Editor’s Note: Looking ahead at the coming year, it’s just as important to consider the challenges facing the jewelry industry as it is to focus on the trends. Turning those challenges into opportunities will be key to increasing the competitive advantage of the industry as a whole.

3 Top Challenges for Jewelry Makers in 2014

3 Top Challenges for Jewelry Makers in 2014

In the article that follows, Marty Hurwitz and Elizabeth Chatelain of MVI Marketing Ltd. identify the three biggest issues facing jewelry manufacturers and retailers in 2014, and offer suggestions for overcoming them. In addition, they share statistics from a recent MVI marketing survey of jewelry consumers.

MVI Marketing Ltd. (mvimarketing.com) provides research and market development for the global gem, jewelry, and watch industries.

Understanding the Gen Y Consumer

The industry is accustomed to catering to the Baby Boomer generation: consumers who traditionally walked into retail stores to learn about jewelry and make purchases. Gen Y jewelry consumers don’t shop like their parents or grandparents did. The industry needs to identify the right marketing methods to reach these consumers.

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If you aren’t embracing social media and mobile marketing, you’re missing an opportunity to connect with these consumers. At the least, you should make sure your website is optimized for mobile devices, so when you turn up in a Google search and someone goes to your site during their lunch hour, they can easily navigate through it, view your products, and figure out where to buy them.

There are few young people coming into the jewelry business, particularly as sales reps and merchandisers. Combine that with all the young people laid off during the recession who won’t be coming back into the jewelry industry, and we have a lack of youthful energy in the industry—and an inability to connect with our target demographic: the Gen Y consumer.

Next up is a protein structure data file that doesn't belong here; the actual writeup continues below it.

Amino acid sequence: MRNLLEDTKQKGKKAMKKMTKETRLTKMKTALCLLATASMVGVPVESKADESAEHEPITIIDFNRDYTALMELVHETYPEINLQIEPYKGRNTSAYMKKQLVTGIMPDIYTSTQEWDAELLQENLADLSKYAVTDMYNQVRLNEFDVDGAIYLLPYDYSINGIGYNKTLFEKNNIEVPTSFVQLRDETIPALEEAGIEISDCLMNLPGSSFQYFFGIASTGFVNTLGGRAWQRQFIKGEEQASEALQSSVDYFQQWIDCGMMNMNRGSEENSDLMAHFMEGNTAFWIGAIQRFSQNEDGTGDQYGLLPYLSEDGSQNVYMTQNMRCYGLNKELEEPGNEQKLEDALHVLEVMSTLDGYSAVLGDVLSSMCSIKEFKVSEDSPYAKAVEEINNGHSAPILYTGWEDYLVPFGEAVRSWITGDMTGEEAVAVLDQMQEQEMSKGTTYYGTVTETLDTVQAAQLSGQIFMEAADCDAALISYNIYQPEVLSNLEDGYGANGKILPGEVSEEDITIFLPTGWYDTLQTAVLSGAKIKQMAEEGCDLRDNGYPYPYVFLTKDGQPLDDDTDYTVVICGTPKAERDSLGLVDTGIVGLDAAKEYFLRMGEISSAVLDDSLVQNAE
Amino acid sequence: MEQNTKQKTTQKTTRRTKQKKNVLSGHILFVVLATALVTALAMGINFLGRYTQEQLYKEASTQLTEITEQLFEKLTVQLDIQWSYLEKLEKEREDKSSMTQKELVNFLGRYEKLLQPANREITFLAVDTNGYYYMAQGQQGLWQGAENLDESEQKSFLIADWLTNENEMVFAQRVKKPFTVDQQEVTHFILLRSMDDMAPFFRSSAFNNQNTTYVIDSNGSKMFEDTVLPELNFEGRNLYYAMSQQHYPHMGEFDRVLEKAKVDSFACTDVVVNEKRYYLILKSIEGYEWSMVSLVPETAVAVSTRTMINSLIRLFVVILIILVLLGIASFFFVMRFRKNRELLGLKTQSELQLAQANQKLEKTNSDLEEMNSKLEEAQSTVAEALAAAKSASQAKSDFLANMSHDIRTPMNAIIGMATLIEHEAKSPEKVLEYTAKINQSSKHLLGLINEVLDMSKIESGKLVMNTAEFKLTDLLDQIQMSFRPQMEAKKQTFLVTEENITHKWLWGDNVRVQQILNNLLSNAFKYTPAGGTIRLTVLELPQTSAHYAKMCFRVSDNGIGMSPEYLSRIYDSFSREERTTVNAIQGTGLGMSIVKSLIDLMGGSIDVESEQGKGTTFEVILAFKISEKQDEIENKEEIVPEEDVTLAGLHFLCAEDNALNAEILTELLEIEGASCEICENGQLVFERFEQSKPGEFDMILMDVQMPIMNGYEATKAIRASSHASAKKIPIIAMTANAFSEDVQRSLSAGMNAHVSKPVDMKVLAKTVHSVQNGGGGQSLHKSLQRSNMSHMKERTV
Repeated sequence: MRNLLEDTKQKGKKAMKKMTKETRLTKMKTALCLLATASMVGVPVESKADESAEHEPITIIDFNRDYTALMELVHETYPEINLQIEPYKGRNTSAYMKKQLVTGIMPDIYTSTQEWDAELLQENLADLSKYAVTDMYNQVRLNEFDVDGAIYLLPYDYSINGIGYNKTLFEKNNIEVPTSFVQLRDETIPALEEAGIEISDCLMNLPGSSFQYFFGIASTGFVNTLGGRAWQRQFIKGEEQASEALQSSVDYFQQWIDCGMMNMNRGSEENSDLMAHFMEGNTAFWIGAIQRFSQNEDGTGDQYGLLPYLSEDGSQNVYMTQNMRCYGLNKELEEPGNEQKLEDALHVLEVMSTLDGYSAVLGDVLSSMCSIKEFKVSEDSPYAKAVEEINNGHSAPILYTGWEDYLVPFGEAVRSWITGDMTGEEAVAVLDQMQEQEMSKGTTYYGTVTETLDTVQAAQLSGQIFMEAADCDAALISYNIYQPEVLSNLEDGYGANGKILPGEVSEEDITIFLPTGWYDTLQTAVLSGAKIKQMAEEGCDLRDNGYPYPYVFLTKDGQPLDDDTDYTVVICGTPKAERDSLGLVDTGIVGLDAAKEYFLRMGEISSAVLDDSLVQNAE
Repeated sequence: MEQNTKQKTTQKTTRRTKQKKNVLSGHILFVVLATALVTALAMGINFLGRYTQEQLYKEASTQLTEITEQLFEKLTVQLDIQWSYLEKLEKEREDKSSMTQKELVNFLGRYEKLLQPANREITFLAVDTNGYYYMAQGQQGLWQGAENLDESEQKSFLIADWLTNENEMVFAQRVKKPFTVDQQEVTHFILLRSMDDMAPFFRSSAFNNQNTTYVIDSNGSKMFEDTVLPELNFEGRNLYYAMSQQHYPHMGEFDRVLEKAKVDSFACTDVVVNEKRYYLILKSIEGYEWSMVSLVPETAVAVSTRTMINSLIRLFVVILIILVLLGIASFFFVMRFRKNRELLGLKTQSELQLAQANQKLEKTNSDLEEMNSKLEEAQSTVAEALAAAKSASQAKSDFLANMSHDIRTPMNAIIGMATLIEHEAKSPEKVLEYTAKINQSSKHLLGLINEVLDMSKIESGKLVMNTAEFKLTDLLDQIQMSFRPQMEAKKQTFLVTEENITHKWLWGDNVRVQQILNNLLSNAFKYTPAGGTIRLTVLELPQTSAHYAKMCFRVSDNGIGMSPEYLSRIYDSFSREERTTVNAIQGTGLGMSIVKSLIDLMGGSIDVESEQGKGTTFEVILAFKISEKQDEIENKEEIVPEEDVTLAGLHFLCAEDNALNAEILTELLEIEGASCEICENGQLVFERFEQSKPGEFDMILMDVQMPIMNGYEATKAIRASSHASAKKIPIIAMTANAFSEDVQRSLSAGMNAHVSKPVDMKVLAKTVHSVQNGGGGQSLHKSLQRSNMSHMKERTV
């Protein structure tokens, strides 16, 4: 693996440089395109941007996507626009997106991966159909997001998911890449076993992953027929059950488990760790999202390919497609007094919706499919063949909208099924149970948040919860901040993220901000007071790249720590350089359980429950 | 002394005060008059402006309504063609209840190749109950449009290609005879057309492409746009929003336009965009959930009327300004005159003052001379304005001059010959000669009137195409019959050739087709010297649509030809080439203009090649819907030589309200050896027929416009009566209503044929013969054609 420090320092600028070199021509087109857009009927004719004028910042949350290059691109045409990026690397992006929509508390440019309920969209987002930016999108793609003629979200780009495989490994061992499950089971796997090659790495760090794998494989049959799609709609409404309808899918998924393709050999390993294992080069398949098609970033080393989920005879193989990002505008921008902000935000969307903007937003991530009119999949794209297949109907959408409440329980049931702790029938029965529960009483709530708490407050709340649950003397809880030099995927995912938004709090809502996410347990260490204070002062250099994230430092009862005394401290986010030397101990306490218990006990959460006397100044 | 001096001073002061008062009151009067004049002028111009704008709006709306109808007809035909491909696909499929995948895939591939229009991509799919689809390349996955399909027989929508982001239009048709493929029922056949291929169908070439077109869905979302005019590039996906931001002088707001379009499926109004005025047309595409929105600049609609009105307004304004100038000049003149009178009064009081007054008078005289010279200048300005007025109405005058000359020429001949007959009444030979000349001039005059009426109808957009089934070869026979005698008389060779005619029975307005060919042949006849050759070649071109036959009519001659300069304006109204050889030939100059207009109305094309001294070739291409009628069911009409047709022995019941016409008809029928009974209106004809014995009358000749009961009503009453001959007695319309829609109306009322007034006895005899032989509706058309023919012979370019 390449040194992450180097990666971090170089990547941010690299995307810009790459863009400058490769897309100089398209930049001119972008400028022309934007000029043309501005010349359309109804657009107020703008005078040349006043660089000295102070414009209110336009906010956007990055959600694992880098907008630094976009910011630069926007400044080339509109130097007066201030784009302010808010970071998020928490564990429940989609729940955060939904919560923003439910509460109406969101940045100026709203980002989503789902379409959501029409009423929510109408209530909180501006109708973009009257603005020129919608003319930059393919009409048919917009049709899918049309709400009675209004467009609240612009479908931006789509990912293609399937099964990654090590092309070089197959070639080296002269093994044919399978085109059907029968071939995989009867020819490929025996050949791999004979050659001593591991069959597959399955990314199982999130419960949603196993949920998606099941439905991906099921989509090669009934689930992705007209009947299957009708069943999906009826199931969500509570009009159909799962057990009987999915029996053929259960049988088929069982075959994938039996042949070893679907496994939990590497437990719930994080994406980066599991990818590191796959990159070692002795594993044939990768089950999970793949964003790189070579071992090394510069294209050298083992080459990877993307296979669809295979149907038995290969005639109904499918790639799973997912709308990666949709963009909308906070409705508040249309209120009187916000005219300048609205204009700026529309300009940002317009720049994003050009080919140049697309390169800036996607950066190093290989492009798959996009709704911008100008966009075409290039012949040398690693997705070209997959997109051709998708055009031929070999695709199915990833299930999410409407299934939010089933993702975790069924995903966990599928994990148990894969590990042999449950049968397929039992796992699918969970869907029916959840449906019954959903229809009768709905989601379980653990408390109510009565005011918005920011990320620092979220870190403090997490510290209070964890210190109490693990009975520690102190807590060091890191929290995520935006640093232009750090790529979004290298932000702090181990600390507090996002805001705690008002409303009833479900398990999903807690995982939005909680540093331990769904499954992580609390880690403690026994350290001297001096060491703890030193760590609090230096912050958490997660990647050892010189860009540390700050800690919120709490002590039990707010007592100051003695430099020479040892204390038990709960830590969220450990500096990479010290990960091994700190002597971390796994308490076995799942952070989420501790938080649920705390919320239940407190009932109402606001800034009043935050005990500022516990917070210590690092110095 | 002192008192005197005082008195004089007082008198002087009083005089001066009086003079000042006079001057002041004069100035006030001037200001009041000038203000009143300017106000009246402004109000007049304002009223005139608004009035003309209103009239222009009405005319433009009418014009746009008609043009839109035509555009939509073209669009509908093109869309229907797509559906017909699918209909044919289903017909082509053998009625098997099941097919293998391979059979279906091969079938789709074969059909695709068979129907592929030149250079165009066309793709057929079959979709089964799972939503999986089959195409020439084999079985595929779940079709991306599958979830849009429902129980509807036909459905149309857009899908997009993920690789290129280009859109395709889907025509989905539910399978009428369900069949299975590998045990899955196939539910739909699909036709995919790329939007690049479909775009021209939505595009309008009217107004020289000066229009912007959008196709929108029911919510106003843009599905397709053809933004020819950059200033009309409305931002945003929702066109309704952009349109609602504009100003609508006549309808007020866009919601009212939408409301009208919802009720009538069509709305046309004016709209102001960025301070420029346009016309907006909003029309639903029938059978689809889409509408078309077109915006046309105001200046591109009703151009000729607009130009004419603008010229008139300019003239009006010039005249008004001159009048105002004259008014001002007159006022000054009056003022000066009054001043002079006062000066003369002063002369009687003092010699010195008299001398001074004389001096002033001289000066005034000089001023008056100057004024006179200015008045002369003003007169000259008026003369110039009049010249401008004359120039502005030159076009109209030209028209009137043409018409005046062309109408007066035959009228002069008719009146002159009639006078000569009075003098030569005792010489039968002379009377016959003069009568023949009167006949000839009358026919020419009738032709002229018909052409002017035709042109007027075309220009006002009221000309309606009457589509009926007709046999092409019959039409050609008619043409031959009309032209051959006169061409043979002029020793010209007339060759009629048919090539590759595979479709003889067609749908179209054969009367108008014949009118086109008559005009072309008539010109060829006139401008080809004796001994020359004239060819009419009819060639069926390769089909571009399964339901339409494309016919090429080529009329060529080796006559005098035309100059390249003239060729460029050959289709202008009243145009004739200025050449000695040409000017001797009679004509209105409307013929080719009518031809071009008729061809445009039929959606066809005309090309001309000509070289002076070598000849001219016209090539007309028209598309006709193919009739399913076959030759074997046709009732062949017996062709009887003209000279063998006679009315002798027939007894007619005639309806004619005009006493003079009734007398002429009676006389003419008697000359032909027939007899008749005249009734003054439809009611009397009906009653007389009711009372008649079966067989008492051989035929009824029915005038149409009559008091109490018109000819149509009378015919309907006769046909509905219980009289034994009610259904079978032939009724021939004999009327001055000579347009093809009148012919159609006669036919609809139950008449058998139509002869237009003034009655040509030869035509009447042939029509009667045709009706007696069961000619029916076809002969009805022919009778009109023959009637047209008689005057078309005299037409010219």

Establishing a Brand Identity that Sticks

Brands are everything going into the future. The share of a retail jewelry store’s generic product has been minimized because that type of product has no margin. It’s commoditized. Even the most innovative product in the world is nothing without a brand identity and a marketing campaign.

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Branding is more than an original name. It’s a message that generates a consumer following, pulling people into a store and getting them to buy that product. The retail stores that are pushing brand stories are growing those followings, edging generic product out of the market.

Catering to the Female Self-Purchaser

This is the biggest opportunity now for the jewelry industry that few manufacturers are embracing. Traditional jewelry stores are still struggling to come to grips with what the consumer wants. She wants jewelry that is fashion-forward and an accessory. It complements her ready-to-wear outfits, and it’s not thousands of dollars, but hundreds. Women need jewelry at price points that they can buy several times a year, as they buy shoes and handbags.

With the line between fine and fashion jewelry totally blurred, today’s consumer is comfortable wearing silver and diamonds—a new staple. Sears is selling diamonds and brass. And when it comes to gemstones, the consumer isn’t concerned about what the stones are: As long as there is full disclosure and it looks good, she is open to it.

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Companies to Watch in 2014

The following companies have successfully tapped into the Gen Y mindset and are actively marketing to this target demographic:


Top of the marketing class, intimate with their end consumer, poised for even more growth, driving the female self-purchaser and gift buyer.


Innovative risk takers in touch with younger consumers and female self-purchasers, aggressive in mobile and e-commerce, talented team.

John Hardy

Experts at studying and reacting to their customers, brand renaissance in motion.


Powerful e-commerce platform, excellent marketing, terrific team.

Richline Group

Very aggressive in brand development and Gen Y marketing via social media, mobile, and web.